You may come across the expression or specification of “NETD” when you look at the technical details of a thermal camera. The expression stands for “Noise Equivalent Temperature Difference”. It is a measure for how well a thermal imaging detector is able to distinguish between very small differences in thermal radiation in the image. NETD is typically being expressed in milli-Kelvin (mK). It is also sometimes referred to as “Thermal Contrast”. When the noise is equivalent to the smallest measurable temperature difference, the detector has reached its limit of its ability to resolve a useful thermal signal. The more noise there is, the higher the NETD value of the detector.
How is NETD being measured?
In order to measure the noise equivalent temperature difference of a detector, the camera must be pointed at a temperature controlled black body. The black body needs to stabilize before starting the measurement. The noise equivalent temperature difference is then being measured at a specific temperature. It is not a single snapshot measurement, but rather a temporal measurement of noise.
How does NETD affect the measurement?
The images below show the same scene recorded by two different cameras. One camera has an NETD of 100 mK and the second has value of 200 mK. The areas in the image with very low temperature show significantly more noise in the image taken with the 200 mK camera.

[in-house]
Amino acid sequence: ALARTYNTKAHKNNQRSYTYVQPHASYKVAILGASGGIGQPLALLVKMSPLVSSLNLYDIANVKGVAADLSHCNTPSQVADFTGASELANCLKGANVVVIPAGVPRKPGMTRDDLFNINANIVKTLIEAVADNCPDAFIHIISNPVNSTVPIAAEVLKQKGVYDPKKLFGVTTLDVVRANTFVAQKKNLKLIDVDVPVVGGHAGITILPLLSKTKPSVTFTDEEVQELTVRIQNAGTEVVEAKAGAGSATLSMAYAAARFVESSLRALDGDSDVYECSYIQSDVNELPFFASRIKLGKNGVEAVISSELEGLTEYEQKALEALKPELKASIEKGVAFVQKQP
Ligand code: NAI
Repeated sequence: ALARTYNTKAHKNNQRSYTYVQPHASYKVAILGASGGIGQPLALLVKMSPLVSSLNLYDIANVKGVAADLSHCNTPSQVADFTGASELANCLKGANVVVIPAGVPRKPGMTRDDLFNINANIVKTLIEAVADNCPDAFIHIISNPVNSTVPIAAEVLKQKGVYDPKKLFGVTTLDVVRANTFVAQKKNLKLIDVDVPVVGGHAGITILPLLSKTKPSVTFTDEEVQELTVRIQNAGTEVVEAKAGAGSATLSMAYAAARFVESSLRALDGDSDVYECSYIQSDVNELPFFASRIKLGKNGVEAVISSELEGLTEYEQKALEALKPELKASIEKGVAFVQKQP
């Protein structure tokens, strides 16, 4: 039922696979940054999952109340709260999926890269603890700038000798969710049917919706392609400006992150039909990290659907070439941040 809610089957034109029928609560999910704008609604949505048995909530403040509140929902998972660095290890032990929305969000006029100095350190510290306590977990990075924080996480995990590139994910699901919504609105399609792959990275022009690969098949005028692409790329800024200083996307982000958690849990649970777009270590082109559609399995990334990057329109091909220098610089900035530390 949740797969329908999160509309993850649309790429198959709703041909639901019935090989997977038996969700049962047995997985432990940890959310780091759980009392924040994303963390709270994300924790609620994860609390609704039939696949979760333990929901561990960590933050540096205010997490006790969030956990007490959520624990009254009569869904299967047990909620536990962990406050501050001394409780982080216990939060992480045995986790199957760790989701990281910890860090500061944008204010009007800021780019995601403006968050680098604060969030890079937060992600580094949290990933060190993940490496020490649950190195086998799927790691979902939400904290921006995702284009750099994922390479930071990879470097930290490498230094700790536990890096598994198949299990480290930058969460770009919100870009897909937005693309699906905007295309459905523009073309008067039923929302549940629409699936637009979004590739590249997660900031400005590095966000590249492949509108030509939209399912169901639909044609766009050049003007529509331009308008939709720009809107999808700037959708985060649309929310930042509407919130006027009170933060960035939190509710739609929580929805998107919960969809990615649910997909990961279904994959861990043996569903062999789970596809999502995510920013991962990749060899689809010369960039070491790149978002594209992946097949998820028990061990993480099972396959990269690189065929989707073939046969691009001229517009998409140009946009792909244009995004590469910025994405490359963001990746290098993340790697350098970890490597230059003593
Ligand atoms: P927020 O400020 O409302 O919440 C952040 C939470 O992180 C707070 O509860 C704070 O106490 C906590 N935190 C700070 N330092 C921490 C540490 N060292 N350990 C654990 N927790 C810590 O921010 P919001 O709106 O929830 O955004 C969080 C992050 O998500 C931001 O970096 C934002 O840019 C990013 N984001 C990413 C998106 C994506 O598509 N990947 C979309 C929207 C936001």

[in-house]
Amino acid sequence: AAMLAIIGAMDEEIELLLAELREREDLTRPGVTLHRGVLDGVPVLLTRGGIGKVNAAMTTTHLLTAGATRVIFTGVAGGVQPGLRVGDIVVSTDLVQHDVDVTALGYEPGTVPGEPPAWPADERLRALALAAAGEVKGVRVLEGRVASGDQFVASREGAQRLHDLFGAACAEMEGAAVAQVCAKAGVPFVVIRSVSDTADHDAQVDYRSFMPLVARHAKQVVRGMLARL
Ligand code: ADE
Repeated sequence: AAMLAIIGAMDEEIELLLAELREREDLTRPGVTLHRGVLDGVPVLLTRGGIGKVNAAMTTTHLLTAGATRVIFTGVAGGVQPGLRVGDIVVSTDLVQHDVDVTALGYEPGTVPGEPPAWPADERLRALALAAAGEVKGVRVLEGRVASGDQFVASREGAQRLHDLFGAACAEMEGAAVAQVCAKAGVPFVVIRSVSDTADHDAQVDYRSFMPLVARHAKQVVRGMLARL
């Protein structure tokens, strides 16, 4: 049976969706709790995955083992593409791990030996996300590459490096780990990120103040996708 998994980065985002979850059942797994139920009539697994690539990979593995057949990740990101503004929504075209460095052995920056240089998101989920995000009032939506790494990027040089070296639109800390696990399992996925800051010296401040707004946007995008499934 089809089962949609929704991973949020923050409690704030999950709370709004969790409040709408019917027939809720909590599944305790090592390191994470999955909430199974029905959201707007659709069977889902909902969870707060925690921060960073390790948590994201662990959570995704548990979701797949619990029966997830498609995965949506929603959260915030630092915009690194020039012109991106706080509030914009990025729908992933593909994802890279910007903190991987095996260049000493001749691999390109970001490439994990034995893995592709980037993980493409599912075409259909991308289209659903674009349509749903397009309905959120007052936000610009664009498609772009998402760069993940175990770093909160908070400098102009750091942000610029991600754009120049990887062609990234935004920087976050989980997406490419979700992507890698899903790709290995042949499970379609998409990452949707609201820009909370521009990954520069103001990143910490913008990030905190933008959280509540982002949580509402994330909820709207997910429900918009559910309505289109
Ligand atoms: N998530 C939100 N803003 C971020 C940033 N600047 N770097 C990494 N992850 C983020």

NETD thermal image comparison
What affects NETD?
There are several factors that can affect NETD. Thermal cameras sometimes come with more than one calibrated temperature measurement range. The noise reading can vary based on the selected range and also the object temperature. As long as there is significant thermal contrast in the image and the temperature of interest is a lot higher than the background temperature, then this won’t affect the measurement accuracy much. The noise level can also be affected by the detector and/or camera temperature. If the camera is exposed to a high ambient temperature, the system noise may increase. This depends on how well the camera is internally stabilized. The effects of this internal temperature drift can be observed in between non-uniformity calibrations or ‘NUCs’, which can be several minutes apart.